Chil­dren in mil­i­tary train­ing in an ISIS pro­pa­ganda video

Fur­ther­more, ISIS’s sleek and sophis­ti­cated pro­pa­ganda is reg­u­larly aimed at audi­ences not con­sid­ered tra­di­tional demo­graph­ics for extrem­ist recruit­ment. For exam­ple, the group also has a pro­pa­ganda wing that specif­i­cally tar­gets women and has put sig­nif­i­cant efforts into recruit­ing female members.

Tags: , , , , , , , , , , ,

May 13, 2016 Off

ADL on the Armenian Genocide

By Jonathan Green­blatt
CEO of the Anti-Defamation League

As the still fairly new CEO of the Anti-Defamation League (ADL), I’ve been on the job less than one year. I’m fre­quently asked about our cur­rent posi­tion on his­tor­i­cal League deci­sions. One of those cru­cial ques­tions is where ADL stands with regards to recog­ni­tion of the Armen­ian Genocide.

My fam­ily was directly impacted by the Holo­caust. Given that pro­foundly per­sonal expe­ri­ence, I appre­ci­ate the pain of those who suf­fered losses even gen­er­a­tions ago and the need to remem­ber. I am reminded daily that we must edu­cate and take action against hate in our own time, as we vow “never again.”

There­fore, only a few weeks after the 101st com­mem­o­ra­tion of the tragedy, and on the occa­sion of Yom HaShoah, the remem­brance of the Holo­caust, I am using this oppor­tu­nity to make our posi­tion clear.

ADL is a 103-year-old orga­ni­za­tion and very proud of both its his­tory and its mis­sion to not only lead the charge com­bat­ting anti-Semitism, but to also fight against all forms of big­otry. We rec­og­nize and uphold a con­nec­tion between our lead­er­ship role to stand up for the Jew­ish com­mu­nity and stand up for other minor­ity and mar­gin­al­ized com­mu­ni­ties at the same time.

Our mis­sion reflects the words of the Jew­ish Sage Hil­lel from 2,000 years ago:  “If I am not for myself, who will be? And, if I am only for myself what am I?”

That con­nec­tion is both moral and prac­ti­cal: It is the right thing to do.

When we teach about the Holo­caust, we speak about the 2,000-year his­tory of anti-Semitism that made the Shoah possible.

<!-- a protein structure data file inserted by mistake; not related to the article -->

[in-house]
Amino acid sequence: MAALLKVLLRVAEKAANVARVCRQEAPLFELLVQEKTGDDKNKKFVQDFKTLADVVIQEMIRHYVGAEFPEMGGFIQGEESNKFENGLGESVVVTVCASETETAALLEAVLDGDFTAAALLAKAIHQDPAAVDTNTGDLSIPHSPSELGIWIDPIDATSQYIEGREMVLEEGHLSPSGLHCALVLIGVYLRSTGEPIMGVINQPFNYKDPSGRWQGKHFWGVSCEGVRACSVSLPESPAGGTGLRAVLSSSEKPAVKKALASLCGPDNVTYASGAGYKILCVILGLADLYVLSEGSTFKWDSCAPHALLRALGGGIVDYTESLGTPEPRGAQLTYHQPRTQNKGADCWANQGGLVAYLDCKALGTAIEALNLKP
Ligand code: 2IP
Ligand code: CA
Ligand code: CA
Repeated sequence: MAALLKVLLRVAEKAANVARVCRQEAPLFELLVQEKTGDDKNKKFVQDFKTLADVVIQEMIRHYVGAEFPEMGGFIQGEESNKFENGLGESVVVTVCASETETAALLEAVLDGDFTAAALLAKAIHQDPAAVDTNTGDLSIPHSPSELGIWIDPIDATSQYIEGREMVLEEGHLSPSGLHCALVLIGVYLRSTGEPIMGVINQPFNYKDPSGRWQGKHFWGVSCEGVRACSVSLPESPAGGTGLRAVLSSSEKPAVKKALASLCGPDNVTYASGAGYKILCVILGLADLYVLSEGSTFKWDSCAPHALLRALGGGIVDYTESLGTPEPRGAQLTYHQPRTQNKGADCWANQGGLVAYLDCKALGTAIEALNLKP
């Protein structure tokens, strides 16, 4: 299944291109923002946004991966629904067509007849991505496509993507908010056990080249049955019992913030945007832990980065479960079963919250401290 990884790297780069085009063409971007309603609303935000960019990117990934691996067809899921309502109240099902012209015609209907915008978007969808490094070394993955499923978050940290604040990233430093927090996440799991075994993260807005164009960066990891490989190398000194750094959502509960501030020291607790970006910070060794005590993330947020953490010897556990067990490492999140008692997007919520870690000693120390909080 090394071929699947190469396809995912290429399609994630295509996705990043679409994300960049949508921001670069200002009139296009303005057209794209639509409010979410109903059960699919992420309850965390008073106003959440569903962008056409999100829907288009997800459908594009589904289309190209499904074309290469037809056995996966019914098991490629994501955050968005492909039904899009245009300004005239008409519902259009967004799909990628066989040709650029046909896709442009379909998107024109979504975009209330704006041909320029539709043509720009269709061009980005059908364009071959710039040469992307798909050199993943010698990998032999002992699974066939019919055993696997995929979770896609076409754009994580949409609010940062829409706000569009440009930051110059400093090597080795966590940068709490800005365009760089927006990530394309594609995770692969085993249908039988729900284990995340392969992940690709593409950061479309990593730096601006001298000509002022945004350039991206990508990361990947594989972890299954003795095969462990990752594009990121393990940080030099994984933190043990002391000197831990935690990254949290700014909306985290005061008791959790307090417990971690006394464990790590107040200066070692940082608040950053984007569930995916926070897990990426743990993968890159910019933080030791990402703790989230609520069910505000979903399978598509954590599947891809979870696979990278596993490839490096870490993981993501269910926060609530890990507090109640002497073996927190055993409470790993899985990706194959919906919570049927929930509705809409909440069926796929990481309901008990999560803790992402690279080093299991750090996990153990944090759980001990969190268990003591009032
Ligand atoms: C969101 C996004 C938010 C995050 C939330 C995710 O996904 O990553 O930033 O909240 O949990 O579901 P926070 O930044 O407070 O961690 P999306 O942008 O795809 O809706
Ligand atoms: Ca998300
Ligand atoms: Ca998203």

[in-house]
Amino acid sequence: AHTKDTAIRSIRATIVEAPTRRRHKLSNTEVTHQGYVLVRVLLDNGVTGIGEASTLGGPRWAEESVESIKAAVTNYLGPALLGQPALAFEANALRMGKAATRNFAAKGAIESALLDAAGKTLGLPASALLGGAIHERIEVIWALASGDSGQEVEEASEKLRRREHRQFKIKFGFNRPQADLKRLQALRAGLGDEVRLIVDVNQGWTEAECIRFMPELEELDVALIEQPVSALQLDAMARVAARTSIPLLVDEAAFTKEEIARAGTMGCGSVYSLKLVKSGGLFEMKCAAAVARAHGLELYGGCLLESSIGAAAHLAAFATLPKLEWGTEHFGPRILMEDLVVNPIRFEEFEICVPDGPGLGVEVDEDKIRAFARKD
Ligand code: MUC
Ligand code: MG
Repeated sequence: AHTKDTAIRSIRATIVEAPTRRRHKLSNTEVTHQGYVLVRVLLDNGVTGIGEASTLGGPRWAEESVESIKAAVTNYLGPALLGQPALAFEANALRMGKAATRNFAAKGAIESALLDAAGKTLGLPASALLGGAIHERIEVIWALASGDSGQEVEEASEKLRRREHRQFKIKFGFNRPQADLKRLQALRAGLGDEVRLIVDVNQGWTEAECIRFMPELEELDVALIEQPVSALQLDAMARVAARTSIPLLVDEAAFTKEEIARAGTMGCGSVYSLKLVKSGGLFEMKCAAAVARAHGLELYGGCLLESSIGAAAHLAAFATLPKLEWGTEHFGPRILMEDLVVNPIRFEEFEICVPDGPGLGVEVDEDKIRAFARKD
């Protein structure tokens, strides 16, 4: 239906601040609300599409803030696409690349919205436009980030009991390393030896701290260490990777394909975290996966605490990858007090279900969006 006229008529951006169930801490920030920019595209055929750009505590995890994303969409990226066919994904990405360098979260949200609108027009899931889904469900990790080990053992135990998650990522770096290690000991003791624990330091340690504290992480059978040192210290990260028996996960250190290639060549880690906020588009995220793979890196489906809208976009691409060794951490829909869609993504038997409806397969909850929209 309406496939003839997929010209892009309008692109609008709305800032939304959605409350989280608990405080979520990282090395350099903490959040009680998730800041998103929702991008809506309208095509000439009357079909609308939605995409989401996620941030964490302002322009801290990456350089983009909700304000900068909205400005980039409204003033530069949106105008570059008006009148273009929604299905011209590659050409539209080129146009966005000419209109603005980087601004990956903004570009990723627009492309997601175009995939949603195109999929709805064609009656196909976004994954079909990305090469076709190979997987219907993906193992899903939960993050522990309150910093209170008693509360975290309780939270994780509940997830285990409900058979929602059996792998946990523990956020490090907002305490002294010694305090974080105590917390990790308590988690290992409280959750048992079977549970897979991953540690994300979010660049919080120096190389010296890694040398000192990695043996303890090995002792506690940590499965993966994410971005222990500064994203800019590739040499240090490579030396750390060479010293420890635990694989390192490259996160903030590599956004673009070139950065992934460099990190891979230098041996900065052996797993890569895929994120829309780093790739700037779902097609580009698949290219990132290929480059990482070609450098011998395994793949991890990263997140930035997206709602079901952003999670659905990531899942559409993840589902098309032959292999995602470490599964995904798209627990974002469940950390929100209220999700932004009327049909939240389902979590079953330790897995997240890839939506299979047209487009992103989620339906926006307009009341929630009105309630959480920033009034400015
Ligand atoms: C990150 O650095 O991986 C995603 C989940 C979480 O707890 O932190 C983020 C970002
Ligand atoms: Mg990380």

We have a sim­i­lar respon­si­bil­ity to talk more broadly and recall that in our own life­time the world did not stand up against the hor­rors hap­pen­ing in Cam­bo­dia, Bosnia and Rwanda. Too often, the response to geno­cide has been global silence.

So, let me be crys­tal clear: the first geno­cide of the 20th cen­tury is no dif­fer­ent. What hap­pened in the Ottoman Empire to the Arme­ni­ans begin­ning in 1915 was geno­cide. The geno­cide began with the rul­ing gov­ern­ment arrest­ing and exe­cut­ing sev­eral hun­dred Armen­ian intel­lec­tu­als. After that, Armen­ian fam­i­lies were removed from their homes and sent on death marches. The Armen­ian peo­ple were sub­jected to depor­ta­tion, expro­pri­a­tion, abduc­tion, tor­ture, mas­sacre and starvation.

What hap­pened to the Armen­ian peo­ple was unequiv­o­cally genocide.

We believe that remem­ber­ing and edu­cat­ing about any geno­cide – Armen­ian, the Holo­caust, Bosnia, Rwanda, and oth­ers is a nec­es­sary tool to pre­vent future tragedies.

Our expe­ri­ence regard­ing the Holo­caust is rel­e­vant. When the first pic­tures of Auschwitz appeared at the end of World War II, there was wide­spread shame in the West­ern world at the real­iza­tion that anti-Semitism was deeply embed­ded across cul­tures and coun­tries and could pro­duce such hor­ror.  That col­lec­tive shame helped to inhibit man­i­fes­ta­tions of anti-Semitism for decades.  Now, as time moves on, as that sense of shame evis­cer­ates, it is no acci­dent that anti-Semitism has reemerged with full force. In other words, we must edu­cate each gen­er­a­tion about the tragedies of the past.

That is why I am speak­ing out today and why we would sup­port U.S. recog­ni­tion of the Armen­ian Geno­cide. Silence is not an option.

In many ways, we have made great strides in this coun­try fight­ing big­otry.  Con­sider the great gains of the civil rights move­ment; the diminu­tion of anti-Semitism that lim­ited Jew­ish life in Amer­ica; the ascen­dance of the Latino com­mu­nity; the rev­o­lu­tion in atti­tudes and laws impact­ing the LGBT com­mu­nity.  There have been set­backs and there is still tremen­dous work to be done, as exem­pli­fied by the stereo­types regard­ing Lati­nos and immi­grants as well as anti-Muslim rhetoric that has char­ac­ter­ized this unusual pres­i­den­tial campaign.

Col­lec­tively, this back­ground makes it imper­a­tive for groups who, sadly, share a his­tory of oppres­sion to stand together. When indi­vid­u­als or groups deny the Armen­ian geno­cide, as recently took place with a bill­board in Boston, ADL will speak out and denounce that denial. In that spirit, I am opti­mistic about greater coop­er­a­tion going for­ward to end all forms of hate and bigotry.

Related resource for educators:

The Strug­gle to Pre­vent Geno­cide: Geno­cide and the Global Response